Later that night, Anne wakes up, and finds Charles out on the balcony, in the middle of a storm. He hears wailing from the town below, and it seems to intrigue him. As he walks downstairs, some unseen force leads him outside, and he begins to hear the events of the night his ancestor was burned. He’s surprised by Simon, and he tells Charles to ask Curwen about the voices he heard. Simon then follows him inside the house, and Curwen then possess the body of Charles Dexter Ward. Simon then brings him the Necronomicon, and another servant pops up as well. Curwen then tells them that Ward is fighting him, and that he wont be able to gain full control for a while yet. Anne finds him downstairs but he cannot explain how he got there or why he cannot leave.
The next evening, the villagers are discussing what they might have to do, but Dr. Willet tells them to stop being foolish. Ward/Curwen then has his two henchmen dig up a corpse, and bring it back to the palace. Anne asks what’s going on, and he tells her to mind her own business. Ward then tries to fight Curwen’s influence, and he catches Anne spying on him. He shouts at her and tells her that tomorrow she must leave for Boston. Upstairs in the bedroom, Anne hears some wailing, so she gets up to investigate the noise. A door creaks open, and she heads inside. Down to the lower depths of the old palace she descends, rats pop up, and then she finds an old wooden door, and opens it. As she’s creeping around, she’s surprised by Simon, and faints. We then see that Curwen exhumed his dead wife, and uses a spell to resurrect her, but it seems that she might be dead for too long and the spell wont work. Simon rushes him upstairs, as Charles is trying to take control. Anne explains to a bewildered Charles that he hasn’t been himself, and he agrees to leave the next day.
The next day arrives, and they attempt to leave, but Simon holds them for a moment, and Curwen takes control. As Anne is waiting with the coach, Dr. Willet arrives and tells Anne about the grave robbing incident, and that the villagers blame her husband. Ward/Curwen appears and tells Willet and his wife that he wont be leaving, and that the villagers might as well give up, because he’ll never leave…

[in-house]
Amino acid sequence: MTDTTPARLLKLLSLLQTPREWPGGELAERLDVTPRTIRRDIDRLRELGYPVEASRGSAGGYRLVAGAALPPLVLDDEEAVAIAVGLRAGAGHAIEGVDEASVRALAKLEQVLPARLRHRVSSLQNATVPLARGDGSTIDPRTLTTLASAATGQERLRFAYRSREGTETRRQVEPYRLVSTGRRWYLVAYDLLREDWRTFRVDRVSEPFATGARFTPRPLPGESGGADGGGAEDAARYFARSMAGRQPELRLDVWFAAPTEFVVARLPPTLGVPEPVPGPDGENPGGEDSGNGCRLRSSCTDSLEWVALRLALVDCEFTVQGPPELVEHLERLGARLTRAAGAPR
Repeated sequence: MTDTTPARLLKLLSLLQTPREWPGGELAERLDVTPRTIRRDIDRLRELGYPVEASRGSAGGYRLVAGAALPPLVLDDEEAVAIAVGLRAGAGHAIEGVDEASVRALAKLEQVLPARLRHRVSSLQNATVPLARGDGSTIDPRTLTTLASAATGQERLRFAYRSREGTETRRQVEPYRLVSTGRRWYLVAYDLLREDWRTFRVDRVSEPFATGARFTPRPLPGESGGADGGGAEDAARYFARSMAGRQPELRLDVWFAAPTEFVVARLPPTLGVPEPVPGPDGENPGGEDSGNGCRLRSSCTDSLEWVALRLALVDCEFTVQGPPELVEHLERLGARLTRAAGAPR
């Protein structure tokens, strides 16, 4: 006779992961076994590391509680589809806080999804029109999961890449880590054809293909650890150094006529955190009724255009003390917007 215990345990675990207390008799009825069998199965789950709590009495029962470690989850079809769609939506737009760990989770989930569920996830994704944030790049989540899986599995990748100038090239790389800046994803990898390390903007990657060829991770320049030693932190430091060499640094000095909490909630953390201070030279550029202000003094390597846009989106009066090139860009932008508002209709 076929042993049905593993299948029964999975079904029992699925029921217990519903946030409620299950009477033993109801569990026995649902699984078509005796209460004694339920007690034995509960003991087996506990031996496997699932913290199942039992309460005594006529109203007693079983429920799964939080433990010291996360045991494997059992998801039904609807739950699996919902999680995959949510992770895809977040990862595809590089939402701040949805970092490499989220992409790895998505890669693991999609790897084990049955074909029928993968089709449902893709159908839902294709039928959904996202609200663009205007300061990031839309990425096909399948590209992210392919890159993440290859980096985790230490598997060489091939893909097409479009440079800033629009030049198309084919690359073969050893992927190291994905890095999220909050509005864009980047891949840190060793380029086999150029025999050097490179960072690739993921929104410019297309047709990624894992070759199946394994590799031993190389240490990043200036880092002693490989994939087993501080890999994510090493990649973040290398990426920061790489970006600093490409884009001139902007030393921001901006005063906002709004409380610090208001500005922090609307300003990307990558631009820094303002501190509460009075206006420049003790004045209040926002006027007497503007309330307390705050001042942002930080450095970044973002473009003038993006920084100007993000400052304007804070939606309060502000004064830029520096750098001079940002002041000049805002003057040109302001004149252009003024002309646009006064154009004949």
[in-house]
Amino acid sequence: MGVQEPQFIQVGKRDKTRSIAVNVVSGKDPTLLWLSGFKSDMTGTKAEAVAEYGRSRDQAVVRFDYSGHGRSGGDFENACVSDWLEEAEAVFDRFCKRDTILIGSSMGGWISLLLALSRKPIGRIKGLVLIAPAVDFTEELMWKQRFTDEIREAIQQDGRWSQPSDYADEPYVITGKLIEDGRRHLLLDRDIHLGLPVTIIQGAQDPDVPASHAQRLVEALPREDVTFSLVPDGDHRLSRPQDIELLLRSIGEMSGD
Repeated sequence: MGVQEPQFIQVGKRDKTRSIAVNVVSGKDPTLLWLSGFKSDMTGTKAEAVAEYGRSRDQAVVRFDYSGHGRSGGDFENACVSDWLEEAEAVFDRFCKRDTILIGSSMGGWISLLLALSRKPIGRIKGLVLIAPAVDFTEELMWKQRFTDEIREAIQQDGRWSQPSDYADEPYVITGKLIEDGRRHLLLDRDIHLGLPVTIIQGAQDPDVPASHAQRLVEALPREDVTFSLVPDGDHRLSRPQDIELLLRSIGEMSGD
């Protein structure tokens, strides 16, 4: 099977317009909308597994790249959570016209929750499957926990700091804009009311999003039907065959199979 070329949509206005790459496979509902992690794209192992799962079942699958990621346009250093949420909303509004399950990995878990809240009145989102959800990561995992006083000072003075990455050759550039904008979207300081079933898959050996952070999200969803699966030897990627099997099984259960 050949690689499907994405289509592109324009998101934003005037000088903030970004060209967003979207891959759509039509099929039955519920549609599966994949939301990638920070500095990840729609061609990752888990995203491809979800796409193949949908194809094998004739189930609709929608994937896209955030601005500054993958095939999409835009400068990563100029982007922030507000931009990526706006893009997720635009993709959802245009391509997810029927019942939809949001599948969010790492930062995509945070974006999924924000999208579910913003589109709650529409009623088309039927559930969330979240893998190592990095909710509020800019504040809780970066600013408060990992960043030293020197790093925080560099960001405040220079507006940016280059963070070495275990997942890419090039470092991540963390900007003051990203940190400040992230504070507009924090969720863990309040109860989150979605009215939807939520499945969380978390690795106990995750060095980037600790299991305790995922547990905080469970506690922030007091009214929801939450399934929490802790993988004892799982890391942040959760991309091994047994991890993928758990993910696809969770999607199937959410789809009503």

Will Charles Dexter Ward be able to re-assume control of his body, or will the soul of his evil relative keep control and get his revenge against the villagers?!? Watch this one to find the answers!
OK, here are my thoughts:
As a mild fan of the Lovecraft mythos, I can’t claim to know much about the film’s influence from the story (I’ve never read it). I will say this though, that even if the influence isn’t exceptionally strong,it still will intrigue you (and it has me) to seek out Lovecraft’s work. Corman did his usual magic with virtually no money, and it’s his forte. He’s literally the only director I can think of that time and time again made solid films with very little money. Sure, some of them weren’t so great, but the majority of them have very solid scripts and/or acting.
Speaking of acting, Vincent Price delivers a performance for the ages in this one. I liken it to House of Wax or The Last Man on Earth. It’s that good. Debra Paget is great as the frightened wife, and really puts on a great performance. Her hatred for Curwen but love for Ward is incredible. Chaney isn’t in very many scenes, but adds his usual luster and presence to the film. The sets are small but effective, and of course, the budget had a lot to do with that. There wasn’t anything overly exceptional about the music score, but it was sufficient to get you riled up a time or two.
Solid acting, sets, and a story that is eerie, creepy, and all around evil! Get this one on the watch list sooner than later, because you’ll enjoy it if you’re a Price fan, Lovecraft fan, or just a classic horror fan in general!